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Strategy Analysis 2: Maintain Strategy

by M. Dana Baldwin, Senior Consultant

Strategic Planning Expert

In an earlier article, we discussed the Expand strategy – Growing our selected market segment much faster than the overall segment is growing.  Because we will be grabbing a competitor’s share, it is an aggressive strategy, often involving considerable expense and time of key people.

In this article, we will explore the characteristics of a Maintain strategy.  The book definition is to grow our market segment about as fast as the entire market is growing.  To many people, this appears to be a passive strategy.  This may be partly because they misinterpret the word Maintain to mean “keep the same volume”.  Maintain means “protect your current percentage market share” against competitors who want to Expand at your expense.  That’s not easy.  In reality, the Maintain strategy can also be one which requires a large investment and possibly an extensive amount of time for key personnel. 

One example of a Maintain strategy is found in the “Cola Wars.”  Remember the blind taste tests?  Fundamentally, the cola market is made up of products from Coca Cola, Pepsi, Diet Rite, Fanta and other regional bottlers and store brands.  A large percentage of people who drink colas drink either Pepsi or Coke.  The rest of cola drinkers drink the regional colas or are strictly price buyers, purchasing whatever is low in price when they go shopping. 

How do Coke and Pepsi market their products?  Generally, one can state that they are aggressive in marketing their colas.  They use a lot of in-store promotions, coupons, sales and extensive advertising and marketing investments to assure that they keep their core drinkers.  Both companies spend a lot of promotion money to keep their names in front of potential buyers.  One example is the Coca Cola 400, a NASCAR race held at the Atlanta Motor Speedway near Atlanta (Coca Cola’s headquarters).  A different approach is Pepsi’s Super Bowl ads – a recent Super Bowl had six different ads shown.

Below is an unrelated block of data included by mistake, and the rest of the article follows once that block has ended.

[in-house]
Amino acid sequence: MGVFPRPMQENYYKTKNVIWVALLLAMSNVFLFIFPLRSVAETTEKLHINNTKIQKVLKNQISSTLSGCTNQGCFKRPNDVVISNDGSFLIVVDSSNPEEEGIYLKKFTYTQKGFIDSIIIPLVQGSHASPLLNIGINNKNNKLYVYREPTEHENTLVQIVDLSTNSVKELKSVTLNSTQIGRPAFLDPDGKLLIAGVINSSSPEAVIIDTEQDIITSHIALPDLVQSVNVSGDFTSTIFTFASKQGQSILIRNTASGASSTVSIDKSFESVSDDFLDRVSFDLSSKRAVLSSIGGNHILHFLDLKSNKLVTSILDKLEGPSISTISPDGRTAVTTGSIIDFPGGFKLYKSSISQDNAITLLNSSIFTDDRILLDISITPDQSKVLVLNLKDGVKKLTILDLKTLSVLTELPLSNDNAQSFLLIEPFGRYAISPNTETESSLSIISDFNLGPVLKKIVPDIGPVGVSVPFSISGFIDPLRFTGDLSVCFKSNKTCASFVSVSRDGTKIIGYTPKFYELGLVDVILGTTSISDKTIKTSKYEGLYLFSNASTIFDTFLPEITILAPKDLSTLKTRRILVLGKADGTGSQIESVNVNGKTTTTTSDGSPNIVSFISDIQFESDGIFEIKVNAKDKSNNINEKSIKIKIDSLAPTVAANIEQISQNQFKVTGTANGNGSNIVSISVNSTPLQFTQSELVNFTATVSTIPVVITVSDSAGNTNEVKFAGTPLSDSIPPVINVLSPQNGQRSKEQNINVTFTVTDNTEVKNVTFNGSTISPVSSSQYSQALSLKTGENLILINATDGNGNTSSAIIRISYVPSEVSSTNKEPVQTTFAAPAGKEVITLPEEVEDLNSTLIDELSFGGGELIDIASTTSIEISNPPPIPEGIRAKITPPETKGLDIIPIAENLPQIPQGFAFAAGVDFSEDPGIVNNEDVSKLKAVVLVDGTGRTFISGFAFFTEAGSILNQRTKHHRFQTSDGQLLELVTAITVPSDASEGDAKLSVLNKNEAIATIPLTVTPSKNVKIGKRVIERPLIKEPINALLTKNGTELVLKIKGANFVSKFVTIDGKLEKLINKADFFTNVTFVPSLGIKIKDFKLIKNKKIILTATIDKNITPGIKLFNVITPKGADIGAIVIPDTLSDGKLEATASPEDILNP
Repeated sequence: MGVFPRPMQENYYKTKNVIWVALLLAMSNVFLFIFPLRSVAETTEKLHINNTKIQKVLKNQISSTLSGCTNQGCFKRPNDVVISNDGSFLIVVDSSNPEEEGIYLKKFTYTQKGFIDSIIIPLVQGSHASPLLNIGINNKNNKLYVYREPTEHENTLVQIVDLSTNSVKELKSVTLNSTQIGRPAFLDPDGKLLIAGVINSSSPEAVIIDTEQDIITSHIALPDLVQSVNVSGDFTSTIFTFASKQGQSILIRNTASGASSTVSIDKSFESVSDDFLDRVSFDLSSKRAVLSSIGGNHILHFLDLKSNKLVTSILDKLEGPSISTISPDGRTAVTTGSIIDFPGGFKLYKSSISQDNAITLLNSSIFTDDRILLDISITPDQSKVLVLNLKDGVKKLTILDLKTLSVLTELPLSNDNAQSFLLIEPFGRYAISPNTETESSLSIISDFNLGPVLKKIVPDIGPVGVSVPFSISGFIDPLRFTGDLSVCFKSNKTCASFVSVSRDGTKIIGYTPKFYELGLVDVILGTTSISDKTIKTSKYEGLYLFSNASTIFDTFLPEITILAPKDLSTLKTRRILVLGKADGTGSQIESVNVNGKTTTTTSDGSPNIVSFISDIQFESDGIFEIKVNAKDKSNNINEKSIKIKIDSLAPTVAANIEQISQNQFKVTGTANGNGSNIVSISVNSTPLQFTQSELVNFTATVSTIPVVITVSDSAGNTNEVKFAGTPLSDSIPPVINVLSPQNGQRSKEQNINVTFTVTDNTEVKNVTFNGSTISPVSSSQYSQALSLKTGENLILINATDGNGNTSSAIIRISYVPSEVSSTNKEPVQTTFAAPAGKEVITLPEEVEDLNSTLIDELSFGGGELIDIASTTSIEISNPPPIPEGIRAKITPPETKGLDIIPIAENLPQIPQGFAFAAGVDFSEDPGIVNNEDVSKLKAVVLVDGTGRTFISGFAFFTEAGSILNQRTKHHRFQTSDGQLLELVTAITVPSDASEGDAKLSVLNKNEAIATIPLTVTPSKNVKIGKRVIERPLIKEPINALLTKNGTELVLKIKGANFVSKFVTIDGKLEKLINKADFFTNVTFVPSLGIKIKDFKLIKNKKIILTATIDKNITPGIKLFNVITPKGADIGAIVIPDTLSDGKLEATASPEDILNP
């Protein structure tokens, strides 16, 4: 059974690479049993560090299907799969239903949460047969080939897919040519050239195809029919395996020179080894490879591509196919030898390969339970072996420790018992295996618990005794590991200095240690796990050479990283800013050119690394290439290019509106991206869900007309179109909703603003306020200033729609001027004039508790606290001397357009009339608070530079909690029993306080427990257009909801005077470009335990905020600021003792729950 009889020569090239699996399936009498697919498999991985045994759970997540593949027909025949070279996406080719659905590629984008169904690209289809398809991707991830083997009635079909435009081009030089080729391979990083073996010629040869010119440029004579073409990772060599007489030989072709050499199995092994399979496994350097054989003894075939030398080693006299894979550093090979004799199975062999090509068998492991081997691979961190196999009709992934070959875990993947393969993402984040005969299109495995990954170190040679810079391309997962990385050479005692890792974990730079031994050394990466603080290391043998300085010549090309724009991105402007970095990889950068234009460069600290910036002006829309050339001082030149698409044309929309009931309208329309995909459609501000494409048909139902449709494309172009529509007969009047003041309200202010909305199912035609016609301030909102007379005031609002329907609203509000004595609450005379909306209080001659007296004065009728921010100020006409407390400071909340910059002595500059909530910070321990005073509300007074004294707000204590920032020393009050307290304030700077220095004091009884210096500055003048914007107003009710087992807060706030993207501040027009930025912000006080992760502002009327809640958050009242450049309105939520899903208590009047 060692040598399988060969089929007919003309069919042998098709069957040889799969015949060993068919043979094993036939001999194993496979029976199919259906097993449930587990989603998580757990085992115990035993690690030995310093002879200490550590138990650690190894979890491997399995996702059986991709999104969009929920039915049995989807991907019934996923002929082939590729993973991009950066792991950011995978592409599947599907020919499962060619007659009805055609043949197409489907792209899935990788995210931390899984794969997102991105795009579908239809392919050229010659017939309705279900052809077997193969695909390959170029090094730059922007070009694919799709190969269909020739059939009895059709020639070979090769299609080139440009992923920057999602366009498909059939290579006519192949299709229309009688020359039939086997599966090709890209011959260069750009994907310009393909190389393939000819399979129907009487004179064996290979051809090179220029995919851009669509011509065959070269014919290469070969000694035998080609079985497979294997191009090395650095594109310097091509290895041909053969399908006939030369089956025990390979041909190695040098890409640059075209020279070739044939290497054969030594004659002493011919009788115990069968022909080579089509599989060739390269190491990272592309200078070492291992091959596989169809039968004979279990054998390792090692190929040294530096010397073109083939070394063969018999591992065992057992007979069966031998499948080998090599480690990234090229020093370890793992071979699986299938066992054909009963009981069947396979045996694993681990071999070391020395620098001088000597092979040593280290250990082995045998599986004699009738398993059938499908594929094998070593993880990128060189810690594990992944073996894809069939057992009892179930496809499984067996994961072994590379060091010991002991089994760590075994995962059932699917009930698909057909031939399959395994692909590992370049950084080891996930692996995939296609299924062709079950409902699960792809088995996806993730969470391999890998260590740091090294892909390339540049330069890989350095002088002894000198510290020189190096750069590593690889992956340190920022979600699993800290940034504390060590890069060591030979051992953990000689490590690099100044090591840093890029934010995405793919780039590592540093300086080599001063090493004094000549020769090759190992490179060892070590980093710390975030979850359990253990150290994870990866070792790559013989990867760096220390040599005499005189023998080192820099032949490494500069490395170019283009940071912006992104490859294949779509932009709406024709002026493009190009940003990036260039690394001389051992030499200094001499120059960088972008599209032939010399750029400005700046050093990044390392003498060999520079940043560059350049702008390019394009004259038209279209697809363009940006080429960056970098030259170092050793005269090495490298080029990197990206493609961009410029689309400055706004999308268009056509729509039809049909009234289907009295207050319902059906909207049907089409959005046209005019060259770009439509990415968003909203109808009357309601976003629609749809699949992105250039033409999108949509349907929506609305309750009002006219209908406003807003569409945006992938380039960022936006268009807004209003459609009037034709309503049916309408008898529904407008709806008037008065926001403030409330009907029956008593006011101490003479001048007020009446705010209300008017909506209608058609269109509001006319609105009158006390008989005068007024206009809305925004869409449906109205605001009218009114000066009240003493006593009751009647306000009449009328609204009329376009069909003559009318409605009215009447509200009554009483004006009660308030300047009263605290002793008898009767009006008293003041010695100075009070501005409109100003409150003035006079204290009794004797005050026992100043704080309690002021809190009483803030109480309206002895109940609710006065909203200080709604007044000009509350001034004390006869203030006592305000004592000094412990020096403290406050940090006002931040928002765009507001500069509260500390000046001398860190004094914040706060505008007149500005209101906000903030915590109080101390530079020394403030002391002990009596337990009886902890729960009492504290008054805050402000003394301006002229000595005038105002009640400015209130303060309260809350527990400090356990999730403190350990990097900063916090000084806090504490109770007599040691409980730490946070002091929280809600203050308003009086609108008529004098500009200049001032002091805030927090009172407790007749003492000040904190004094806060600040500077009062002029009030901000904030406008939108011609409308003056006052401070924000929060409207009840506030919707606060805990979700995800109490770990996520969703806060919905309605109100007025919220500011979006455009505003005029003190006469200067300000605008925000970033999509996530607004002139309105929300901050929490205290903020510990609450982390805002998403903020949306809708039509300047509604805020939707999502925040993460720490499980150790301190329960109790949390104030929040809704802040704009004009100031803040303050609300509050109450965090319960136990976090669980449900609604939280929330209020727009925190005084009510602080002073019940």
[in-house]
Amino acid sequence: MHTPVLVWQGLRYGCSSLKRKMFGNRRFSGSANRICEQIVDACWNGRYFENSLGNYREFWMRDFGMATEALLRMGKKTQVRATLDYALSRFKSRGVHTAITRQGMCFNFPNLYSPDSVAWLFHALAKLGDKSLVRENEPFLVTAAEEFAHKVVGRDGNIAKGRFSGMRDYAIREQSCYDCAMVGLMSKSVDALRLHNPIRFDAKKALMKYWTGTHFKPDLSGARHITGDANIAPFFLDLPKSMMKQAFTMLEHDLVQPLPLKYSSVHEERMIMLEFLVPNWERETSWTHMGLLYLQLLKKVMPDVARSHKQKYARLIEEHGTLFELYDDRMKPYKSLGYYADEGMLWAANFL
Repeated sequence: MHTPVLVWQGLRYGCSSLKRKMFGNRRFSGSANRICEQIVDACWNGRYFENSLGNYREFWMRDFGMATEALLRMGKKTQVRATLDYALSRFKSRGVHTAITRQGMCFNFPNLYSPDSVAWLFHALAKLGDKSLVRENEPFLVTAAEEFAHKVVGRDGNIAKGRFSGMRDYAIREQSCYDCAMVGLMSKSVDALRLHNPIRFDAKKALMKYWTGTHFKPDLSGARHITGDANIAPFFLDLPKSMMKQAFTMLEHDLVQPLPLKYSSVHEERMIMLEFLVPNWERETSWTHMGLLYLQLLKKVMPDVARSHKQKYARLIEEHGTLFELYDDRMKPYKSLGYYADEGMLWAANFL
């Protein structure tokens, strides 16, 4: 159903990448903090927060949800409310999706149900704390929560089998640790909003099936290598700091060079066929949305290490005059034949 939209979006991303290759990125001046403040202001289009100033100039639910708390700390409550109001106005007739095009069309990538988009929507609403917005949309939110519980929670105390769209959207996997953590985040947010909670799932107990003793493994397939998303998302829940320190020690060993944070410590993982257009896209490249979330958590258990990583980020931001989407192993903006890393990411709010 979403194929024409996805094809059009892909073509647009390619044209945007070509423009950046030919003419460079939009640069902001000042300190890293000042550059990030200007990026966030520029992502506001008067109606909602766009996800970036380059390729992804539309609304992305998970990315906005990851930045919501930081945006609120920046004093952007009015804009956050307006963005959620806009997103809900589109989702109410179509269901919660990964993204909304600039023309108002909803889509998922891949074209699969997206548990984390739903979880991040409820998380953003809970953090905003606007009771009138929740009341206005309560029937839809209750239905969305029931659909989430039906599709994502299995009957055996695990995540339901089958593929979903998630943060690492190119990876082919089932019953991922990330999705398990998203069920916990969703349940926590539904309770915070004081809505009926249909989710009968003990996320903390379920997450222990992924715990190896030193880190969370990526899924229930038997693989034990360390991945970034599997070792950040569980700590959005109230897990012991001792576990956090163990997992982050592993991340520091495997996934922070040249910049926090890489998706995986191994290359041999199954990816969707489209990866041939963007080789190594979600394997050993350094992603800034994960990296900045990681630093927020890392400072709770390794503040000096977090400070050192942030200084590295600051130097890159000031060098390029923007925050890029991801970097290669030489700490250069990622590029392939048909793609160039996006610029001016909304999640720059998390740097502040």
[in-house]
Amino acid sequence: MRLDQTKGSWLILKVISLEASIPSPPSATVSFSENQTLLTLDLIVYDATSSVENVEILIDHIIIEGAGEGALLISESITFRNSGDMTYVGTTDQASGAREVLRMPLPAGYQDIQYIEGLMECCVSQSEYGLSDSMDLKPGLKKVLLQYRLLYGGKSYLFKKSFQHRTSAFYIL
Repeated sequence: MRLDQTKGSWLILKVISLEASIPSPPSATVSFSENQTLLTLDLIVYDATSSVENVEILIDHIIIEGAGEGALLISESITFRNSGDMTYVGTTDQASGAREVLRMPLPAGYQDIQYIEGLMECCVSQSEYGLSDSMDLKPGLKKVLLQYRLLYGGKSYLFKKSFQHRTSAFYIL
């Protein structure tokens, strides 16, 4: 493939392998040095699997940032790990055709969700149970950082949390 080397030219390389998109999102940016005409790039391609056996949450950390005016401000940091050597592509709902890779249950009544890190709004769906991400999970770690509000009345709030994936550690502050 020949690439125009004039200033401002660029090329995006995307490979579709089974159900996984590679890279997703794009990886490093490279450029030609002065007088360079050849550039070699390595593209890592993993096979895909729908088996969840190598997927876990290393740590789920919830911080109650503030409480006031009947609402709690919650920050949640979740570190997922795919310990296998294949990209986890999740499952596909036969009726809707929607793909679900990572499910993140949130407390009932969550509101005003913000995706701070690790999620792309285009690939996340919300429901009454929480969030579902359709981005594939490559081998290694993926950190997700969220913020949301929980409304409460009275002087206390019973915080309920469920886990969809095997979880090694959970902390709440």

They each realize that many people form a lasting allegiance to their preferred cola.  Most people who like Coke strongly prefer Coke, and most people who prefer Pepsi strongly prefer Pepsi.  Few Coke drinkers will knowingly drink Pepsi, although many will drink it on occasion when Coke is not available, and, in all likelihood, the reverse is probably true.  But, whenever their preferred cola is available they will order it. 

So why are Coke and Pepsi involved in marketing wars?  Our understanding is that Coke and Pepsi generally have two major objectives for their investments in promotions, advertising and marketing expenditures: First, they want to maintain their core product drinkers.  Second, they want to attract new cola drinkers to their product, so they may, at a minimum, keep their market share.  Of course they would like to grow their share, but keeping their share will still result in modest but real growth in volume of sales. 

What are the lessons we can determine from this analysis?  A Maintain strategy is seldom a passive strategy.  Like the Cola Wars, it can be very expensive due to the high levels of spending on promotions, advertising campaigns, sales and coupons.  For you, it might mean having to invest in major changes to counter a competitor’s major move to capture some of your share. 

As long as your goals are clearly stated, with rational approaches to the tactics taken, a Maintain strategy will make good sense for a number of your market segments.  Just don’t expect to accomplish it by going on “cruise-control”.  What doesn’t make good sense is to plan an Expand strategy in all of your segments. Very few companies have the resources to afford that.  If you are having trouble deciding on your strategies for some or all of your market segments, the Center for Simplified Strategic Planning stands ready to help you with your strategic planning.

M. Dana Baldwin is a Senior Consultant with Center for Simplified Strategic Planning, Inc. and can be reached at baldwin@cssp.com.

© Copyright 2011 by Center for Simplified Strategic Planning, Inc., Ann Arbor, MI — Reprint permission granted with full attribution.